Although New England is famous for its tree and shrub foliage, there are many other plants there that are just as impressive in autumn. One of these plants, aster, is featured prominently on the High Line in the Wildflower Field and Chelsea Grasslands. Many asters have small blooms that are white to pale blue or purple. Symphyotrichum novae-angliae, commonly called New England aster, is distinguished by its large, deep pink to purple, rather attractive flowers.
New England aster prefers moist, rich soils, but is easily grown in a broad range of conditions. Many aster species tend to flop, so they are best placed toward the middle to back of the garden bed where they can be supported by other vegetation. Pinching back the stems a few times before mid-July will provide bushier plants hopefully reducing the need for staking. USDA zone 4 to 8.
WHERE TO FIND THIS PLANT:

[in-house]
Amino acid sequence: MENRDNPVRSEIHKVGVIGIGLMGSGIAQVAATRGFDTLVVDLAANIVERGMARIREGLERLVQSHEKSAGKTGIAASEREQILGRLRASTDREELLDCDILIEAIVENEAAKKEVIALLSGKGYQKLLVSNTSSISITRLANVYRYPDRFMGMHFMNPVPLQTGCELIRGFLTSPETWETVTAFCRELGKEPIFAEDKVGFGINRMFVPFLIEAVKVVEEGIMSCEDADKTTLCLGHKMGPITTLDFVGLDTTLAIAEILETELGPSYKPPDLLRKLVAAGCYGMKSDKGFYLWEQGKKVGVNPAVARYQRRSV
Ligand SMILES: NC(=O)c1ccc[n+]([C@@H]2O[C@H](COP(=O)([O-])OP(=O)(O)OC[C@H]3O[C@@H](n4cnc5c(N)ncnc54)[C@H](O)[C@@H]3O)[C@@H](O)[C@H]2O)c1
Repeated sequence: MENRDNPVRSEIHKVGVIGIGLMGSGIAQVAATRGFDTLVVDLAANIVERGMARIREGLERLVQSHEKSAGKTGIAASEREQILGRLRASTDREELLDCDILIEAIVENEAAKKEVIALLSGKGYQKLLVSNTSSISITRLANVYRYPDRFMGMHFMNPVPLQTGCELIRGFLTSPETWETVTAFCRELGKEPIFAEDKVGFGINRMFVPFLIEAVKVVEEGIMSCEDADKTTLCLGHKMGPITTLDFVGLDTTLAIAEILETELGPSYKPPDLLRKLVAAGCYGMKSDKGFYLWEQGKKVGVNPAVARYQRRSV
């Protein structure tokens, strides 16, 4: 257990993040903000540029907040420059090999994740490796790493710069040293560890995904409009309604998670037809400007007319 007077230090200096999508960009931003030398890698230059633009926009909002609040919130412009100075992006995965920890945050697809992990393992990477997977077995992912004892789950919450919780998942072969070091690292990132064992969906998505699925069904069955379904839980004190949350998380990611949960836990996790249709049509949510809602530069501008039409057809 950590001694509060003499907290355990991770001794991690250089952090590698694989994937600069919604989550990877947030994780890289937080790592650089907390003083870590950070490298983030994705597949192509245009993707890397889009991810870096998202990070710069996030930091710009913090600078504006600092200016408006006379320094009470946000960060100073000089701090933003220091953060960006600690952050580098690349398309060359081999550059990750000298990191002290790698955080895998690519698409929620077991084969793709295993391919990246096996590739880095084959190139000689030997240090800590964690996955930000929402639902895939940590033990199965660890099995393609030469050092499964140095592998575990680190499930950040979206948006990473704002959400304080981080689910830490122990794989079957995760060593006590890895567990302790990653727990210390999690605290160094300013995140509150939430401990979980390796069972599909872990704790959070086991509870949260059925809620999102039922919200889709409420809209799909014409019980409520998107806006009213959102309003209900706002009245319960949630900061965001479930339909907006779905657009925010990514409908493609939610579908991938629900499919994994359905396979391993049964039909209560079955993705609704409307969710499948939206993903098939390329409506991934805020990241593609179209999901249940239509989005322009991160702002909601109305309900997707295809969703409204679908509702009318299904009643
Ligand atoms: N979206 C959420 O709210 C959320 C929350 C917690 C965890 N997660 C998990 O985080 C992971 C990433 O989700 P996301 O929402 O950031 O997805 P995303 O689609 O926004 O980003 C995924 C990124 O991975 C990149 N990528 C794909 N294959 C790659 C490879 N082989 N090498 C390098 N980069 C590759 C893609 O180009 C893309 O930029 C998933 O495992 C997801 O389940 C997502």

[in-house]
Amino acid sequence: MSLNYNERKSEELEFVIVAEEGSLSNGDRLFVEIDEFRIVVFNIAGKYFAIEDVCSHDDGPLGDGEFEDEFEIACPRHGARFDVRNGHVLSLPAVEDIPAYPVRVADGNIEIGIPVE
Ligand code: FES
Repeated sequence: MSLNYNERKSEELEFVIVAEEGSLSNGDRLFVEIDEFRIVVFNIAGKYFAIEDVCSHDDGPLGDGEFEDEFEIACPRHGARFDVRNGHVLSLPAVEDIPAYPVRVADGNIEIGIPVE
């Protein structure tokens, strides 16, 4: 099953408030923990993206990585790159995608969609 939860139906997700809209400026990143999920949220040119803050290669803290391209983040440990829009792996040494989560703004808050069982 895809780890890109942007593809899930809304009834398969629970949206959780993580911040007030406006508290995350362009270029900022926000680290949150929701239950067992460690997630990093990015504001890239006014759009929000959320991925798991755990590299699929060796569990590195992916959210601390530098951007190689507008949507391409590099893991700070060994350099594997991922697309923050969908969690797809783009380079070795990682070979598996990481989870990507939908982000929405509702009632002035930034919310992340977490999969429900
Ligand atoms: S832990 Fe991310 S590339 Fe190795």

Symphyotrichum novae-angliae can be found in the Wildflower Field (Between West 27th and West 29th streets)
The High Line's planting design is inspired by the self-seeded landscape that grew up between rail tracks after the trains stopped running in the 1980s. Today, the High Line includes more than 500 species of perennials, grasses, shrubs, and trees – each chosen for their hardiness, adaptability, diversity, and seasonal variation in color and texture. Some of the species that originally grew on the High Line's rail bed are reflected in the park landscape today. Every week we share one of our gardeners' current favorites with you.
Our horticultural team counts on members and friends like you to help keep the High Line beautiful and thriving. Join our community of supporters who play an essential role in the High Line's most important gardening projects.
TD Bank is the Presenting Green Sponsor of the High Line.